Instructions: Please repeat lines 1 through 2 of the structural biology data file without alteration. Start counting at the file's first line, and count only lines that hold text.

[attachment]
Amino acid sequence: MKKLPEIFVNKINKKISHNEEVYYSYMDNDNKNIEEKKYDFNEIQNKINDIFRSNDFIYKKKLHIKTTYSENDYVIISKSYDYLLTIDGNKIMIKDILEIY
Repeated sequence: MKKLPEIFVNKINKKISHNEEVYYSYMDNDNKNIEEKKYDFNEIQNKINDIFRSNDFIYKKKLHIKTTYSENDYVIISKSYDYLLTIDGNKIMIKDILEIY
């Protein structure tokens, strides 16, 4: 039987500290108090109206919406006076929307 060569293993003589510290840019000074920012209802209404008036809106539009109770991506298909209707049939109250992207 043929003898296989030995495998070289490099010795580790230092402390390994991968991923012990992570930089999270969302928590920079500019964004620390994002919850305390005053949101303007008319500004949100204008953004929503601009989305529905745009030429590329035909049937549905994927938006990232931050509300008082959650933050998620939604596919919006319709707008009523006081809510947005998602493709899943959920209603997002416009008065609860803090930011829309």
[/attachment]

Amino acid sequence: MKKLPEIFVNKINKKISHNEEVYYSYMDNDNKNIEEKKYDFNEIQNKINDIFRSNDFIYKKKLHIKTTYSENDYVIISKSYDYLLTIDGNKIMIKDILEIY
Repeated sequence: MKKLPEIFVNKINKKISHNEEVYYSYMDNDNKNIEEKKYDFNEIQNKINDIFRSNDFIYKKKLHIKTTYSENDYVIISKSYDYLLTIDGNKIMIKDILEIY